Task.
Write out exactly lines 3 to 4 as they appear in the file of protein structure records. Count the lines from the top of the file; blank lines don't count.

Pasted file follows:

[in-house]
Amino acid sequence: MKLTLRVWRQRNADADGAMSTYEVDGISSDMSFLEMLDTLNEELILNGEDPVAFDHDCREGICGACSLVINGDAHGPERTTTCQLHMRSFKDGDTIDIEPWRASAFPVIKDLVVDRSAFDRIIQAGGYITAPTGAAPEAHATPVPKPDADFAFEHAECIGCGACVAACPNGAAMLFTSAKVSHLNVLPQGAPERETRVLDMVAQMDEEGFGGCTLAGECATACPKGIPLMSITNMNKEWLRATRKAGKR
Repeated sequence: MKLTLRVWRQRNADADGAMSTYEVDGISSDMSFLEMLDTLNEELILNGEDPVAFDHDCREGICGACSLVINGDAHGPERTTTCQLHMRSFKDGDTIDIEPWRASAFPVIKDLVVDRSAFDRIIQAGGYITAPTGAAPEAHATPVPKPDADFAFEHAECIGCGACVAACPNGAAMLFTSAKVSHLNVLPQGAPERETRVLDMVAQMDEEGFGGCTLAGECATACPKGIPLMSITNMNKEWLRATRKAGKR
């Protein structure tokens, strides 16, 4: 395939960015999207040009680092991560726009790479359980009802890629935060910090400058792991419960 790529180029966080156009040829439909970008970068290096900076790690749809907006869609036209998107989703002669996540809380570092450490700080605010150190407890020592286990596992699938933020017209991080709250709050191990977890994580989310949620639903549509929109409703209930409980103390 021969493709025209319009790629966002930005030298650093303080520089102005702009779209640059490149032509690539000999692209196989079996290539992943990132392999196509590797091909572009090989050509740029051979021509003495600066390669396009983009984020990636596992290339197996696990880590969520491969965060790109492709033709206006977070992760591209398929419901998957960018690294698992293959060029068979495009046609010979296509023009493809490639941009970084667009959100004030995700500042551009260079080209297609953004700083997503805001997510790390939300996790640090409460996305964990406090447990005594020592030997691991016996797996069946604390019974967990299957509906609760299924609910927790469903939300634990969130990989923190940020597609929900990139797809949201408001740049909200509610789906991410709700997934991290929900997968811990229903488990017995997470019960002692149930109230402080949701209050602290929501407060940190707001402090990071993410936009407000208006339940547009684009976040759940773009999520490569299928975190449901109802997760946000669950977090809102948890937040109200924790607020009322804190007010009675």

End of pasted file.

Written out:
Repeated sequence: MKLTLRVWRQRNADADGAMSTYEVDGISSDMSFLEMLDTLNEELILNGEDPVAFDHDCREGICGACSLVINGDAHGPERTTTCQLHMRSFKDGDTIDIEPWRASAFPVIKDLVVDRSAFDRIIQAGGYITAPTGAAPEAHATPVPKPDADFAFEHAECIGCGACVAACPNGAAMLFTSAKVSHLNVLPQGAPERETRVLDMVAQMDEEGFGGCTLAGECATACPKGIPLMSITNMNKEWLRATRKAGKR
């Protein structure tokens, strides 16, 4: 395939960015999207040009680092991560726009790479359980009802890629935060910090400058792991419960 790529180029966080156009040829439909970008970068290096900076790690749809907006869609036209998107989703002669996540809380570092450490700080605010150190407890020592286990596992699938933020017209991080709250709050191990977890994580989310949620639903549509929109409703209930409980103390 021969493709025209319009790629966002930005030298650093303080520089102005702009779209640059490149032509690539000999692209196989079996290539992943990132392999196509590797091909572009090989050509740029051979021509003495600066390669396009983009984020990636596992290339197996696990880590969520491969965060790109492709033709206006977070992760591209398929419901998957960018690294698992293959060029068979495009046609010979296509023009493809490639941009970084667009959100004030995700500042551009260079080209297609953004700083997503805001997510790390939300996790640090409460996305964990406090447990005594020592030997691991016996797996069946604390019974967990299957509906609760299924609910927790469903939300634990969130990989923190940020597609929900990139797809949201408001740049909200509610789906991410709700997934991290929900997968811990229903488990017995997470019960002692149930109230402080949701209050602290929501407060940190707001402090990071993410936009407000208006339940547009684009976040759940773009999520490569299928975190449901109802997760946000669950977090809102948890937040109200924790607020009322804190007010009675």